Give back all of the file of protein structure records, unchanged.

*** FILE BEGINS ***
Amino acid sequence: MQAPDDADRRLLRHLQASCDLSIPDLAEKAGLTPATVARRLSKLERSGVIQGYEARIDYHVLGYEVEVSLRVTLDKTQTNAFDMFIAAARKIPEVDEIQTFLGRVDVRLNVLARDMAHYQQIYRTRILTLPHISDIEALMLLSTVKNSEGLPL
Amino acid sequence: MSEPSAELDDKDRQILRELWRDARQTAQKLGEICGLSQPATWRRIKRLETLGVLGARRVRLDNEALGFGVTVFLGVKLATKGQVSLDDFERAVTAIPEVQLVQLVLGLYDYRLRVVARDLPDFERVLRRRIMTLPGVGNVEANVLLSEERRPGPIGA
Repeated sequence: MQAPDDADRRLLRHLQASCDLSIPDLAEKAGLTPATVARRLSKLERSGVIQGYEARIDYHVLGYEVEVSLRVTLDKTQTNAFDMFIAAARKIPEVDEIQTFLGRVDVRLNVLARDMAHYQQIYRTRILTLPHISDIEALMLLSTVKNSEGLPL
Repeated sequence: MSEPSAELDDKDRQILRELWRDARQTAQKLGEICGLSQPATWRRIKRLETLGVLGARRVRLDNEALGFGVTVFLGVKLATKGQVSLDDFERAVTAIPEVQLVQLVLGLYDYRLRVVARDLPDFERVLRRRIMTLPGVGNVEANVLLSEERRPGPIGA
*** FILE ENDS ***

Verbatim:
Amino acid sequence: MQAPDDADRRLLRHLQASCDLSIPDLAEKAGLTPATVARRLSKLERSGVIQGYEARIDYHVLGYEVEVSLRVTLDKTQTNAFDMFIAAARKIPEVDEIQTFLGRVDVRLNVLARDMAHYQQIYRTRILTLPHISDIEALMLLSTVKNSEGLPL
Amino acid sequence: MSEPSAELDDKDRQILRELWRDARQTAQKLGEICGLSQPATWRRIKRLETLGVLGARRVRLDNEALGFGVTVFLGVKLATKGQVSLDDFERAVTAIPEVQLVQLVLGLYDYRLRVVARDLPDFERVLRRRIMTLPGVGNVEANVLLSEERRPGPIGA
Repeated sequence: MQAPDDADRRLLRHLQASCDLSIPDLAEKAGLTPATVARRLSKLERSGVIQGYEARIDYHVLGYEVEVSLRVTLDKTQTNAFDMFIAAARKIPEVDEIQTFLGRVDVRLNVLARDMAHYQQIYRTRILTLPHISDIEALMLLSTVKNSEGLPL
Repeated sequence: MSEPSAELDDKDRQILRELWRDARQTAQKLGEICGLSQPATWRRIKRLETLGVLGARRVRLDNEALGFGVTVFLGVKLATKGQVSLDDFERAVTAIPEVQLVQLVLGLYDYRLRVVARDLPDFERVLRRRIMTLPGVGNVEANVLLSEERRPGPIGA